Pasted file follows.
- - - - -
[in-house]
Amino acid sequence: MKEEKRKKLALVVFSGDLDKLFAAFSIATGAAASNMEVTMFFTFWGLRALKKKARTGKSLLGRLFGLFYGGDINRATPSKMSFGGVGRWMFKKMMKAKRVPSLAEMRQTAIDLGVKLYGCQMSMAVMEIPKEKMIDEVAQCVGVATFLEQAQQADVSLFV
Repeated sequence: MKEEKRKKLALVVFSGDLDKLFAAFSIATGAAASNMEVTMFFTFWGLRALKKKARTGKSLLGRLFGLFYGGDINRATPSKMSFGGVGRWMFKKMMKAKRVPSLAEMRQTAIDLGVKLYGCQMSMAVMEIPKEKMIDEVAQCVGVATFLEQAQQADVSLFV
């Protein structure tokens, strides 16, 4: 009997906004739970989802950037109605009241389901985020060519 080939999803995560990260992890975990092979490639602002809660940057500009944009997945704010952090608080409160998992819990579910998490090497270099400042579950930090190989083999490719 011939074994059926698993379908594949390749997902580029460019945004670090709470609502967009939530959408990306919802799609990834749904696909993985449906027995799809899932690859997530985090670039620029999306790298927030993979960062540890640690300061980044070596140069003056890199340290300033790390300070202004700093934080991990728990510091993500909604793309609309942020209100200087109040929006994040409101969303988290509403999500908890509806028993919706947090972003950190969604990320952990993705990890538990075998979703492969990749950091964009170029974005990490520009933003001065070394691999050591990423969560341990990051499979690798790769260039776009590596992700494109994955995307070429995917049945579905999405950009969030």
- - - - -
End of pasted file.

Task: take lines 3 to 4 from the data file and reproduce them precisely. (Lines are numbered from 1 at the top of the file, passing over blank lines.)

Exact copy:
Repeated sequence: MKEEKRKKLALVVFSGDLDKLFAAFSIATGAAASNMEVTMFFTFWGLRALKKKARTGKSLLGRLFGLFYGGDINRATPSKMSFGGVGRWMFKKMMKAKRVPSLAEMRQTAIDLGVKLYGCQMSMAVMEIPKEKMIDEVAQCVGVATFLEQAQQADVSLFV
């Protein structure tokens, strides 16, 4: 009997906004739970989802950037109605009241389901985020060519 080939999803995560990260992890975990092979490639602002809660940057500009944009997945704010952090608080409160998992819990579910998490090497270099400042579950930090190989083999490719 011939074994059926698993379908594949390749997902580029460019945004670090709470609502967009939530959408990306919802799609990834749904696909993985449906027995799809899932690859997530985090670039620029999306790298927030993979960062540890640690300061980044070596140069003056890199340290300033790390300070202004700093934080991990728990510091993500909604793309609309942020209100200087109040929006994040409101969303988290509403999500908890509806028993919706947090972003950190969604990320952990993705990890538990075998979703492969990749950091964009170029974005990490520009933003001065070394691999050591990423969560341990990051499979690798790769260039776009590596992700494109994955995307070429995917049945579905999405950009969030």